Film Reviews: American Drone, Or Krotoa Homecoming

October 28, 2022

 

By BRUCE DENNILL

 

Krotoa / Directed by Roberta Durrant / 16DL

The Whale Caller / Directed by Zola Maseko / 16DL

Drone / Directed by Jason Bourque / 13DLV

American Made / Directed by Doug Liman / 16DLSV

Porneia: A Global Tragedy / Brad Huddleston / 16S

Spider-Man: Homecoming / Directed by Jon Watts / PGLV

 

Krotoa is a dramatisation of a key period in South African history and specifically, the life of a woman, Krotoa, also known as Eva (Crystal-Donna Roberts) who became the liaison between the early Dutch settlers, led by Jan Van Riebeeck (Armand Aucamp) and the Goringhaicona people – her family – who were inhabiting the area around Cape Town before the city was formally established. Krotoa was an historical figure, but not too much is known about her, though it is fairly certain that she struggled immensely with the pressure she was put under in her double-agent role and the abuse inflicted on her from both sides, finding solace in alcohol and other negative behaviours. Director Roberta Durrant creates a rich visual milieu and an exciting sense – particularly for South African audiences – of what the landscape must have looked like at the time, and the challenges all the different population groups must have faced. But nobody comes out of this story well – even with its softened edges relative to the historical narrative – bar perhaps the Danish surgeon Pieter van Meerhof (a gentle Jacques Bessenger), who marries Krotoa and takes on her considerable baggage, Again, this is the scriptwriter’s version rather than necessarily historical fact, but it does allow the audience to feel at least some hope on the title character’s behalf. Perhaps useful as a teaching tool, this film was clearly made with good intentions. But whatever the intended message wasis not entirely clear.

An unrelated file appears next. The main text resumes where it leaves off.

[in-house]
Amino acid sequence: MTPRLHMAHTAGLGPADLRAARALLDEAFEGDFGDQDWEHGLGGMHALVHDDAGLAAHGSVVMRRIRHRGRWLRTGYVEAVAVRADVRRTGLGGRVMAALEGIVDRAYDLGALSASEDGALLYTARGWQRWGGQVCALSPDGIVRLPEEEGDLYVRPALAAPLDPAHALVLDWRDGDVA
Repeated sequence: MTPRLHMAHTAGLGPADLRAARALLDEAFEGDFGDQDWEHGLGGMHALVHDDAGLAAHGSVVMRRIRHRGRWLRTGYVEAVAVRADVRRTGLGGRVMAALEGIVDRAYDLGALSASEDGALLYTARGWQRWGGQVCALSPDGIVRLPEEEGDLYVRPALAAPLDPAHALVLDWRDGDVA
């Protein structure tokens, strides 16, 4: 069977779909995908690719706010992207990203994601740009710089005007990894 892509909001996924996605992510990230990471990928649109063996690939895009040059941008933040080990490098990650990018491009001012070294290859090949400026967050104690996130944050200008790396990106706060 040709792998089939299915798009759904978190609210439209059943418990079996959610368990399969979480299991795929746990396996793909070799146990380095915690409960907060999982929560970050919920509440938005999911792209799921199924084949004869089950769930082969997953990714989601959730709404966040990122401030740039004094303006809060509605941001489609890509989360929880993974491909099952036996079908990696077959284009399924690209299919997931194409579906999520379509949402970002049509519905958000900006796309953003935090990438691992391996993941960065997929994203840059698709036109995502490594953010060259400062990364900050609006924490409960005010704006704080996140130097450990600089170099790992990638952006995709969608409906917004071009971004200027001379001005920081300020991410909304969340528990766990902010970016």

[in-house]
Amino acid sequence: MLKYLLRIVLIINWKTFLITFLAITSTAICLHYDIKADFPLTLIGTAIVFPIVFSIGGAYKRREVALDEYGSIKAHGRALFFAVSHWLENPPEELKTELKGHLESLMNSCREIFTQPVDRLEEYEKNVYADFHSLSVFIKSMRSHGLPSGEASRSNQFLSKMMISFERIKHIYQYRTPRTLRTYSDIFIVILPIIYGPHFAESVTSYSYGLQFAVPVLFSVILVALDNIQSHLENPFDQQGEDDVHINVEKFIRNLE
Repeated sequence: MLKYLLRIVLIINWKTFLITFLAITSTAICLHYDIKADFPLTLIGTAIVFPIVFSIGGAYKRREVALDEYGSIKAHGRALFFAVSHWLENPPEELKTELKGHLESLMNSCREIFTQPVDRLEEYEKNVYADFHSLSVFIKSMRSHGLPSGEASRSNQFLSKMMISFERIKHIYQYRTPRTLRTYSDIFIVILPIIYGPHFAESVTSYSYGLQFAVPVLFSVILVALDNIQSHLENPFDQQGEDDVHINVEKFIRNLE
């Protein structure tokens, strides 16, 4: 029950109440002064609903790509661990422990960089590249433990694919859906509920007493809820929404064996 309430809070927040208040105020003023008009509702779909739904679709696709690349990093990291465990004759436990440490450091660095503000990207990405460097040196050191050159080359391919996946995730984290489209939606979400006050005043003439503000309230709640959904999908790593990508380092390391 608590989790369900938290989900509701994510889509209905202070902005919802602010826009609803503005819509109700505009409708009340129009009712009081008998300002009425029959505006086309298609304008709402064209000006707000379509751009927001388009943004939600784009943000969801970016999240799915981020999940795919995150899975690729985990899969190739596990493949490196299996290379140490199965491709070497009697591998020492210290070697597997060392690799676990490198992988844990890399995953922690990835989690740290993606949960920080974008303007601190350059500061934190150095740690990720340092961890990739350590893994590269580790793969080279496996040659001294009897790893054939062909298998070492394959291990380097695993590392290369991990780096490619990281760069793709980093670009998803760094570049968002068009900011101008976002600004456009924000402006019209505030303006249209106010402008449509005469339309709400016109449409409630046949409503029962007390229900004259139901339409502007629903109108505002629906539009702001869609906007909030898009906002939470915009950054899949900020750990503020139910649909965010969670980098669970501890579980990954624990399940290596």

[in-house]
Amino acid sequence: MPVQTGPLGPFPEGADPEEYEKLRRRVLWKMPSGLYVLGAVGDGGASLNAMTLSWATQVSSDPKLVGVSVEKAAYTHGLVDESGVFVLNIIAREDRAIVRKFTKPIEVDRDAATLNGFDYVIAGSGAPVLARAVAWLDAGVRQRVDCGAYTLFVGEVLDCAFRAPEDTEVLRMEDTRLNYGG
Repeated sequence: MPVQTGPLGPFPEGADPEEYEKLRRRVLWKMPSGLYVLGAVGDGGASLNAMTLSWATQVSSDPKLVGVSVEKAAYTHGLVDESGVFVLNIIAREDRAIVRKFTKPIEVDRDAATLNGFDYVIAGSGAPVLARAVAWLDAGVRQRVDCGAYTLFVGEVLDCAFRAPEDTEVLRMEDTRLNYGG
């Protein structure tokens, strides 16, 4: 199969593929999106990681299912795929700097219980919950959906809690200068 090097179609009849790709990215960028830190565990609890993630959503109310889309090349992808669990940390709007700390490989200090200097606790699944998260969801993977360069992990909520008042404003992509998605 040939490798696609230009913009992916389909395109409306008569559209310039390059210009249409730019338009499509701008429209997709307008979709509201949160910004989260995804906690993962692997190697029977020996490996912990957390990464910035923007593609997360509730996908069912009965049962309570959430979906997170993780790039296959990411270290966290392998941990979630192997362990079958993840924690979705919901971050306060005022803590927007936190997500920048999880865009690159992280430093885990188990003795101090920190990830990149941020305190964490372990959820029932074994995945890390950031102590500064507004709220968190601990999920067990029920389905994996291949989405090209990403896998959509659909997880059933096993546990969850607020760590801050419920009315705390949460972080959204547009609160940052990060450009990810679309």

Zakes Mda’s novel The Whale Caller is a strange but lyrical magical realism story that describes the fortunes of an introverted loner named the Whale Caller (Sello Maake Ka-Ncube), who feels a powerful connection to one of the whales that inhabits the waters around his hometown, Hermanus. He treats the creature like most would a potential paramour, causing (reasonably enough) many raised eyebrows. A local woman, Saluni (Amrain Ismail-Essop) has designs on the man, but problematically, she is not only an extremely loud extrovert but also a well-known lush, whose drinking adds to her unpredictability. The story is an odd concoction of allegory, twisted romance and local mythology that’s relatively difficult to buy into in the first place. This on-screen version sees the issues with believability intensified. The flow is stilted and the chemistry between the leads mediocre at best. Neither of the protagonists is either inspiring or particularly likeable either, meaning that interest in the outcome of their respective or shared journeys is difficult to sustain.